“Our administration is currently reviewing this recent federal action to see if it will really help Coloradans or is just empty words. The Governor has urged the federal government to take meaningful steps to address the most pervasive housing challenges Coloradans are facing due to the COVID-19 pandemic including rent assistance to help keep people in their homes. The Governor continues to call on the U.S. Senate to include a robust emergency rental assistance package in the urgent next round of stimulus relief.”
Wilken encouraged people turn to the financial support available to them on the state level. For rental and foreclosure assistance, as well as support for landlords, Colorado has directed around $20 million of CARES Act money to help. Tenants can apply for Emergency Rental and Mortgage Assistance for Households (EHAP), and landlords can submit for the Emergency Rental Assistance for Property Owners (POP).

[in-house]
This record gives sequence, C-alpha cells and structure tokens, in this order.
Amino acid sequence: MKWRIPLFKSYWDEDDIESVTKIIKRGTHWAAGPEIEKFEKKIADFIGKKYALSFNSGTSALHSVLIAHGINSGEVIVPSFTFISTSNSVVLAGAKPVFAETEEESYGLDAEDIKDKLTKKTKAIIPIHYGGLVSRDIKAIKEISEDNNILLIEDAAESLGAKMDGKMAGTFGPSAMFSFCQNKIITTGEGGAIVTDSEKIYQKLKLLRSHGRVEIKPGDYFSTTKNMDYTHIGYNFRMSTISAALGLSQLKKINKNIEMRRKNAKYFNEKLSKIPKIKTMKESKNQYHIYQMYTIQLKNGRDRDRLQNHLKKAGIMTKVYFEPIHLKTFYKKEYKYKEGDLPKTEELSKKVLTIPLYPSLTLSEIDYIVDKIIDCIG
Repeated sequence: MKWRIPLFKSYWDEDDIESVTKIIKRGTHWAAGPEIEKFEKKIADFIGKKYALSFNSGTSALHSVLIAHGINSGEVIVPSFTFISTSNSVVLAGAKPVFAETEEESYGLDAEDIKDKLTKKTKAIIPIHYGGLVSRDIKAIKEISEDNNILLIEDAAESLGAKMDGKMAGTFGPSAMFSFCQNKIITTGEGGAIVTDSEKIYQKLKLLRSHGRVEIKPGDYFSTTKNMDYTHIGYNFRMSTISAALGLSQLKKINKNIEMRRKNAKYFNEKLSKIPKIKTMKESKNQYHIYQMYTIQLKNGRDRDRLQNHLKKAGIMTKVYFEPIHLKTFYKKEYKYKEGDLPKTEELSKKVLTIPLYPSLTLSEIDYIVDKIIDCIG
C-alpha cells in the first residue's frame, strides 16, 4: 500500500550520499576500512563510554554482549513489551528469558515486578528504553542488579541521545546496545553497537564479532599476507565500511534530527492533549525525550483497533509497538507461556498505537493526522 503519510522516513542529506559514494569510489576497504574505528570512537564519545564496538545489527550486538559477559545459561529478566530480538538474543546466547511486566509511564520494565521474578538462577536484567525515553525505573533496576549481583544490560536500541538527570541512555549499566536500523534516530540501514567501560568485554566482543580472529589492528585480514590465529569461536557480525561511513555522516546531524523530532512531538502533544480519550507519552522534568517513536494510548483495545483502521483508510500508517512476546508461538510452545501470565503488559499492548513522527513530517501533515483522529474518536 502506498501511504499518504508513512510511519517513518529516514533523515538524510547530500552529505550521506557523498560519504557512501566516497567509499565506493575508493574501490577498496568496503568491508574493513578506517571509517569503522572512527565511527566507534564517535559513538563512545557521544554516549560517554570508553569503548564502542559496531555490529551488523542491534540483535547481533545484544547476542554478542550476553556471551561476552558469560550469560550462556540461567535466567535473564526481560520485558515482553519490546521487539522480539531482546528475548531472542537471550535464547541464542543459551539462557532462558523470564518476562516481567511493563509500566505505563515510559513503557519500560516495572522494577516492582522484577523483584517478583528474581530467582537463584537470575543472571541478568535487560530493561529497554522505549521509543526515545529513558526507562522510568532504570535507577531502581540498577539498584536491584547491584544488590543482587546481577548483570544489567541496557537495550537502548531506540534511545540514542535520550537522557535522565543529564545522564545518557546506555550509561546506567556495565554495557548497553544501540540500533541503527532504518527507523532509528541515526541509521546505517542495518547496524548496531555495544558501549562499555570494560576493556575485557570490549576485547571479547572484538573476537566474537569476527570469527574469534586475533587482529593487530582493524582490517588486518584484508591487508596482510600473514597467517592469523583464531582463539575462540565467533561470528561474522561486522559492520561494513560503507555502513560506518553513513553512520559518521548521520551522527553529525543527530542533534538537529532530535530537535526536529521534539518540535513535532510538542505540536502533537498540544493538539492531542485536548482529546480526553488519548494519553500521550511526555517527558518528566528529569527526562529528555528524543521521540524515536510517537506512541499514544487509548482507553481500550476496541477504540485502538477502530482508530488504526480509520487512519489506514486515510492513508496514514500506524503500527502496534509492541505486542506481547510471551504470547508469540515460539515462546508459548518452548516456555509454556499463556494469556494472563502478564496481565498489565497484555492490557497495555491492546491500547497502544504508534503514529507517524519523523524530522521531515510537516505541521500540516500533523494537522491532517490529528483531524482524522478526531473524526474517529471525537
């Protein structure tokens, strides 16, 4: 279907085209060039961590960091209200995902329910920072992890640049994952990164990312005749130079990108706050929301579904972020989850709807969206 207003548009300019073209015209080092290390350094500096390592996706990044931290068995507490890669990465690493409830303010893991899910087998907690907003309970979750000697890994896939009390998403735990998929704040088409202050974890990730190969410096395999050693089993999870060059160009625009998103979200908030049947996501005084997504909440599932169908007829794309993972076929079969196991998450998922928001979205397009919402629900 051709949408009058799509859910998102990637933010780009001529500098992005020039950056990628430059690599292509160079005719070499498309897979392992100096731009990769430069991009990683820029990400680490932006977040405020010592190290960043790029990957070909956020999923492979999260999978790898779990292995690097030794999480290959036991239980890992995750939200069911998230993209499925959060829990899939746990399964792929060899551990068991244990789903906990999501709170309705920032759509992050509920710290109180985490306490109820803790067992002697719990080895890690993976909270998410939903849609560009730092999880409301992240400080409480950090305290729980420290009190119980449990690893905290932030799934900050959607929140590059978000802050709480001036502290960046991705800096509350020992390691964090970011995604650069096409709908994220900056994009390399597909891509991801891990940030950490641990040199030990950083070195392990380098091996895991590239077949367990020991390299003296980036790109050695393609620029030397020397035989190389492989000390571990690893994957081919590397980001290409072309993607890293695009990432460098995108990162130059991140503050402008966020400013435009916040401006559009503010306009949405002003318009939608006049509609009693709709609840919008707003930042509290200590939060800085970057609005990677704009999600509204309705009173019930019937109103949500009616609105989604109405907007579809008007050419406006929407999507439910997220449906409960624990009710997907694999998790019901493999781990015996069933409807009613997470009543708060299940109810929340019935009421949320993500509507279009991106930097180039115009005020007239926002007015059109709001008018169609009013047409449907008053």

Here in Colorado Springs, the CEO of Catholic Charities, Andy Barton, said they have been providing rental assistance. The money has come from a variety of sources. "What we found is with the impact to those, especially those living on the margins through this pandemic, that that rent expense is kind of the primary need that they're coming up with," said Barton.
Barton added that this year has been unique with the amount of money they have distributed. "We'll usually give away $70,000 a year in rent assistance on a big year. We've given away about $350,000 to this point, since April of this year," said Barton.
If you need rental or mortgage assistance, call 211 and they can help direct you.
News5 also reached out to Springs Rescue Mission, who said they have seen their seasonal fluctuations, but have not experienced a noticeable increase in newly evicted people they can attribute to the pandemic.